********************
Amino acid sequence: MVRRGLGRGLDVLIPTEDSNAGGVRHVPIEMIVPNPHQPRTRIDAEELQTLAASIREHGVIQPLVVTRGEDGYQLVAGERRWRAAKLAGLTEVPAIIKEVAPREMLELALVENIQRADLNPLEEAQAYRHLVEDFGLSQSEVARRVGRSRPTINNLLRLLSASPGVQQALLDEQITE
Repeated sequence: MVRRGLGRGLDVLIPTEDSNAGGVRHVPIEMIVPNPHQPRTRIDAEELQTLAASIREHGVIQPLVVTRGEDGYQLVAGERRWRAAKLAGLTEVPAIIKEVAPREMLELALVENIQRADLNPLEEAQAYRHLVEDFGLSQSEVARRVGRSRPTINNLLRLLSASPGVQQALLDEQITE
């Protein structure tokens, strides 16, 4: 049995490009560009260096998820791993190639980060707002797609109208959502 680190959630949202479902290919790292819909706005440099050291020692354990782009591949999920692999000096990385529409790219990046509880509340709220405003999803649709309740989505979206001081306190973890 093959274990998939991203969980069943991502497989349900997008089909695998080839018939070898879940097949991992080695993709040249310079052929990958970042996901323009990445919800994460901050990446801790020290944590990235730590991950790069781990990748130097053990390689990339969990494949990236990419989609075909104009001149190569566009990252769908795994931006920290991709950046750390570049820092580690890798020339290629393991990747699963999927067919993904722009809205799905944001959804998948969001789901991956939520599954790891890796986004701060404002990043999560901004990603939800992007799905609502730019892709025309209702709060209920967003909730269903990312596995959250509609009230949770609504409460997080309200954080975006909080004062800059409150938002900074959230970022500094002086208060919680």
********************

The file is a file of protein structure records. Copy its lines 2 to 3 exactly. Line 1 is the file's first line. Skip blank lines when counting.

Repeated sequence: MVRRGLGRGLDVLIPTEDSNAGGVRHVPIEMIVPNPHQPRTRIDAEELQTLAASIREHGVIQPLVVTRGEDGYQLVAGERRWRAAKLAGLTEVPAIIKEVAPREMLELALVENIQRADLNPLEEAQAYRHLVEDFGLSQSEVARRVGRSRPTINNLLRLLSASPGVQQALLDEQITE
């Protein structure tokens, strides 16, 4: 049995490009560009260096998820791993190639980060707002797609109208959502 680190959630949202479902290919790292819909706005440099050291020692354990782009591949999920692999000096990385529409790219990046509880509340709220405003999803649709309740989505979206001081306190973890 093959274990998939991203969980069943991502497989349900997008089909695998080839018939070898879940097949991992080695993709040249310079052929990958970042996901323009990445919800994460901050990446801790020290944590990235730590991950790069781990990748130097053990390689990339969990494949990236990419989609075909104009001149190569566009990252769908795994931006920290991709950046750390570049820092580690890798020339290629393991990747699963999927067919993904722009809205799905944001959804998948969001789901991956939520599954790891890796986004701060404002990043999560901004990603939800992007799905609502730019892709025309209702709060209920967003909730269903990312596995959250509609009230949770609504409460997080309200954080975006909080004062800059409150938002900074959230970022500094002086208060919680």